The UK government has decided to extend safeguard quotas for a further two years to end-June 2024 on the five categories of steel products on which they are set to lapse next week, Kallanish notes.
The decision has been lauded by UK Steel, whose director general, Gareth Stace, says the move “will guard against anticipated surges in imports from trade diverted away from the US and EU markets that will remain shielded for years to come. Such surges would have risked jobs, investment, and our ability to transition to net-zero”.
‘We are aware this extension was not straightforward. Establishing a trade remedies framework for the first time in fifty years was always going to be challenging and the nature of these measures virtually guarantees some opposition from one quarter or another,” he continues. “However, this is not sufficient reason to shy away from using the trade tools now at our disposal.” The move ensures “steelmakers are not left to the mercy of a global steel market that suffers from overcapacity and state-induced distortions.”
“It is vital we now work with partners like the EU, and the US to address the underlying issues that are destabilising global steel markets. Safeguards are not a long-term solution, and the goal here is a global market for steel where we all play by the same rules,” Stace concludes.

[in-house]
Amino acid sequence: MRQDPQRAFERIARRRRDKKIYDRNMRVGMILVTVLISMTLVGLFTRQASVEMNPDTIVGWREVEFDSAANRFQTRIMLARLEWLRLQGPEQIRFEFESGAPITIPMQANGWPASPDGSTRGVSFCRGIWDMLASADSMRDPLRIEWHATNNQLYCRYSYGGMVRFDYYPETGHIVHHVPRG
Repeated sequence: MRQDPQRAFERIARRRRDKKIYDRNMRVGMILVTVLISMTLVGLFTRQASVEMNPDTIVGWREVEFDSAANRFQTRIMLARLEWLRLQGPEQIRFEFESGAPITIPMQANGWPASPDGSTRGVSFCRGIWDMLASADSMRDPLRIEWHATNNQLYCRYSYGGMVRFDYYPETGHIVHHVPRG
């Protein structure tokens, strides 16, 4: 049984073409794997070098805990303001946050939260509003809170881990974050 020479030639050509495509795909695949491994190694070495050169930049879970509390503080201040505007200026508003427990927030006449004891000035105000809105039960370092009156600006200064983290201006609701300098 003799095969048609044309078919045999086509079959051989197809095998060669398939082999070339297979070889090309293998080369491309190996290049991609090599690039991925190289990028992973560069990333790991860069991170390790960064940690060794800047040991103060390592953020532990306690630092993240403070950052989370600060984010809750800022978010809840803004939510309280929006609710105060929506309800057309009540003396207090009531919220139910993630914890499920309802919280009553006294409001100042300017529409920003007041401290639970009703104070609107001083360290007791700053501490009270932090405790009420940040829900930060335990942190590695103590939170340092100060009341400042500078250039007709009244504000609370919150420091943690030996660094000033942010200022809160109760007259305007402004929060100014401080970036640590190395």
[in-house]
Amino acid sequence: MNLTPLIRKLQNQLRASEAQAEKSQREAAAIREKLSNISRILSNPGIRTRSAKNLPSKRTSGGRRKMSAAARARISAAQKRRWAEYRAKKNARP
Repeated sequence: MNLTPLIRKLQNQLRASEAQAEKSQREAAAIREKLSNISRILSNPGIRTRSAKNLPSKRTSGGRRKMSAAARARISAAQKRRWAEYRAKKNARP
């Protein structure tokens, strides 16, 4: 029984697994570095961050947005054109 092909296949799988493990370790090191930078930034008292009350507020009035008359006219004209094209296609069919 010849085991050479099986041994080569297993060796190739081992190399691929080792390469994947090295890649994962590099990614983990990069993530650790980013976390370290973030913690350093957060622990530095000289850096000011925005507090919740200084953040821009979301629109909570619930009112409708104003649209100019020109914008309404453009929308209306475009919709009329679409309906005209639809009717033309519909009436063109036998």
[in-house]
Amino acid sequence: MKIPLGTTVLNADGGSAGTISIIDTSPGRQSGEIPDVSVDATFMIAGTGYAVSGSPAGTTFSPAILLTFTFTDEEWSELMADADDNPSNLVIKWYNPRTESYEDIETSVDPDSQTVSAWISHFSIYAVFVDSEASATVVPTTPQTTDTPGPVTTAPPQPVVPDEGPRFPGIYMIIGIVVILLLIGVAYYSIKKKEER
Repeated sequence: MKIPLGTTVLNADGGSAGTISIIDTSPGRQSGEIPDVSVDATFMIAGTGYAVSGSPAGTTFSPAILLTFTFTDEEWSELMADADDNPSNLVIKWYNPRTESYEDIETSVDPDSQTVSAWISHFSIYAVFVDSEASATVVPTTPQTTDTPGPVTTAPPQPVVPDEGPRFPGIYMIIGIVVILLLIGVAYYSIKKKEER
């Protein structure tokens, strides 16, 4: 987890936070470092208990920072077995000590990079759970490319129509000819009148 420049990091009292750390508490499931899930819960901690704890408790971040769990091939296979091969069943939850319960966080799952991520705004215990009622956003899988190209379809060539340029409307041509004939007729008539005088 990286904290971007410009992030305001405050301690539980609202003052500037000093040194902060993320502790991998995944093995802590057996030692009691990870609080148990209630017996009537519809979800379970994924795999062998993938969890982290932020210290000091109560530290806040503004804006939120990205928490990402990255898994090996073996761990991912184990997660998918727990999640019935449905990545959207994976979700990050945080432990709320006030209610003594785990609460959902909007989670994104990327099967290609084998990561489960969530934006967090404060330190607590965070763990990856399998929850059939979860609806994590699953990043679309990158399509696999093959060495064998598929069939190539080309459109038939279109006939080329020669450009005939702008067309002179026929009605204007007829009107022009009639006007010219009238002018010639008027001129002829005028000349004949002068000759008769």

In June 2021 the UK Trade Remedies Authority recommended to extend safeguard measures on ten products for a further three years, with nine slated to be revoked. The government then used emergency legislation to extend measures for one year on five of the categories that were proposed to be revoked. These were categories 6, 7, 12, 16 and 17 – tin mill products; quarto plate; merchant bar and light sections; wire rod; and angles, shapes and sections.
The government has now decided that if the measure were discontinued, there would be serious injury or the threat of serious injury to UK producers. Moreover, UK producers are adjusting to the surge in steel imports, as required under the WTO Safeguards Agreement, it says. However, due to supply problems with category 12, the government has increased the tariff rate quota on category 12a by 126,136 tonnes to ensure it better reflects trade flows.
Adam Smith Poland